Wednesday, September 28, 2011

Gearing Up for a Paranormal Investigation

This weekend my ghost hunting team has a residential investigation. While residential details such as names and locations are kept confidential, I will be allowed to share general information, such as how many and what type, if any, of EVP (electronic voice phenomena), strange photos, sounds, and/or other phenomena we experience, as long as it doesn't compromise the identities and privacy of our clients. Meanwhile, I thought I'd share some of the things we do to prepare.

First of all, and I stress this because it's very important, our team never charges a fee for investigations. They are done on our own time and at our own expense. Many of us hold down full-time jobs, which is why we do our investigations mainly on weekends. While the majority of us are in this because we love it or because we've had past experiences we couldn't explain and we're trying to find evidence, we also enjoy helping people. Especially when someone doesn't feel safe in their own home. It's satisfying to leave a residence, knowing you've helped a family feel at ease in their surroundings.

So, after a potential client notifies us that he/she is having problems with unusual activity, whether it's a private home or public property, we generally follow the same rules. One of our team members contacts this potential client by phone and conducts an interview, asking a number of questions about the location, persons involved, and the activity. If after that, there seems to be legitimate activity and the client still wants an investigation, we send out information to the rest of the team. Usually, we meet the client in person several days or weeks for another interview before we conduct an investigation, but this isn't always the case.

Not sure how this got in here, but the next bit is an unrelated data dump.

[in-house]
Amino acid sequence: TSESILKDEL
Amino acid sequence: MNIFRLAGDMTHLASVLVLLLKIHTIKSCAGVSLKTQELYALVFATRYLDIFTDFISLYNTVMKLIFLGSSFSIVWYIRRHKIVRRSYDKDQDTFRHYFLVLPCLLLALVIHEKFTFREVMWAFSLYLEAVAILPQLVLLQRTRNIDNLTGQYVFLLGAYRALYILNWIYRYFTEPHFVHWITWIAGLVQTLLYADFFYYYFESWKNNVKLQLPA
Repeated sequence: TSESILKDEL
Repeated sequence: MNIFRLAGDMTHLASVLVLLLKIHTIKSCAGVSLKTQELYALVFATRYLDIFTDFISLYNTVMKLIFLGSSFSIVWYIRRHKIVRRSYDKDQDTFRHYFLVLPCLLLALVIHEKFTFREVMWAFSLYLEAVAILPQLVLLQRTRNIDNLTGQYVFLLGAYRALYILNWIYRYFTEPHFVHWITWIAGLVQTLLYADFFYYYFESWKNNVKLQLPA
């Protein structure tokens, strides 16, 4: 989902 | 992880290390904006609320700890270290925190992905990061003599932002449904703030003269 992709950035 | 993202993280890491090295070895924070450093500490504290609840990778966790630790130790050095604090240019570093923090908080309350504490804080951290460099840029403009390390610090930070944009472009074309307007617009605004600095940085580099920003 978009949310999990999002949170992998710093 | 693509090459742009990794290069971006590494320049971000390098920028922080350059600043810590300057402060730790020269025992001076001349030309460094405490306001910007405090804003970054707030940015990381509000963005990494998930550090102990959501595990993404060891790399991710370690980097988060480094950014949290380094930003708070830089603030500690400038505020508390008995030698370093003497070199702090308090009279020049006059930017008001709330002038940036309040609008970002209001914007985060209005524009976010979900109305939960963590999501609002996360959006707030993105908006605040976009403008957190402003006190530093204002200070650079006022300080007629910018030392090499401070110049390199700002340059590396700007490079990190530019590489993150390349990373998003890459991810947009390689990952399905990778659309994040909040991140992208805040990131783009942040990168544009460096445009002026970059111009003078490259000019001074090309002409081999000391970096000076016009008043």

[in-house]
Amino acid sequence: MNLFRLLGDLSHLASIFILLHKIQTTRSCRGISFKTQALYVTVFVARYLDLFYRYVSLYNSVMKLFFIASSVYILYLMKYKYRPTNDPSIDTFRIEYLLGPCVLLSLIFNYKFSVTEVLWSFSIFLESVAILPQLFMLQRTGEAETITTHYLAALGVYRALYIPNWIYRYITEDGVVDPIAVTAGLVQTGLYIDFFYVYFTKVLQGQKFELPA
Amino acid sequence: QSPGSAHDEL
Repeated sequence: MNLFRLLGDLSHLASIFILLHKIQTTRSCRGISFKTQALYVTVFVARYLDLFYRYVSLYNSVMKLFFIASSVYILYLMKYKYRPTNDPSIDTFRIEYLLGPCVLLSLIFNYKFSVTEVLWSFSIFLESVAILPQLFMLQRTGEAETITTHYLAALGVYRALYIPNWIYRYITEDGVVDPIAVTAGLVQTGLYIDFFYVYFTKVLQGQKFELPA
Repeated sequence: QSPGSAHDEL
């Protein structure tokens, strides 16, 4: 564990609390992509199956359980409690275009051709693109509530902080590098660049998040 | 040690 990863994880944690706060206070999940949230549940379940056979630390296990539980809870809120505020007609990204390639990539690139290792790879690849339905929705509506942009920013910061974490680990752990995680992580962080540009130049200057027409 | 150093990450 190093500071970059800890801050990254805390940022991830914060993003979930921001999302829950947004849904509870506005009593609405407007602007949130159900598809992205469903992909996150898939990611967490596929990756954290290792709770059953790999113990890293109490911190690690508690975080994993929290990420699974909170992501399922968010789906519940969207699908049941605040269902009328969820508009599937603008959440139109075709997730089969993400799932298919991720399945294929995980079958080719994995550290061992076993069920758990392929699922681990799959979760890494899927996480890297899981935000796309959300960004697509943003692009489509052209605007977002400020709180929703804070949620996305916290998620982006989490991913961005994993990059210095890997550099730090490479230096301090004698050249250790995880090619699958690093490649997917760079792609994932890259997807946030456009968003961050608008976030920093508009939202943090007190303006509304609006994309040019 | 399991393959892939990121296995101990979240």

With a public area renowned for activity, we sometimes initiate contact with the caretakers and ask permission to do a nighttime investigation on the property. Sometimes they agree and other times not. According to our team director, cemetery caretakers are notorious for turning down investigators due to fear of vandalism or other mishaps, so we assure them that we are an all-adult team with proper insurance coverage. This doesn't guarantee we will get in, but it does help. Hotels are sometimes a great place to start and are a lot of fun, especially when you're still training. If they advertise strange activity as part of their charm, they sometimes hold public tours and/or investigations and are more open to teams coming in.

Whatever the location, next comes the preparation. One of our team members is chosen to do an investigation of the property. For this upcoming residential investigation and a previous one, I was in charge of doing this. A property investigation includes using the internet, library, and news resources to look into property details - how old it is, who or what companies inhabited it over the years, any tragedies that occurred there, public reports of past activity, etc... I use the information from the homeowner and go from there. I have used all of these resources, as well as census records (if the property is old enough) to get information on a place. Census records are only available up to 1930 so those records wouldn't be relevant to any property built after that time period. The home we're investigating now is newer than that date, so I didn't bother with census records this time.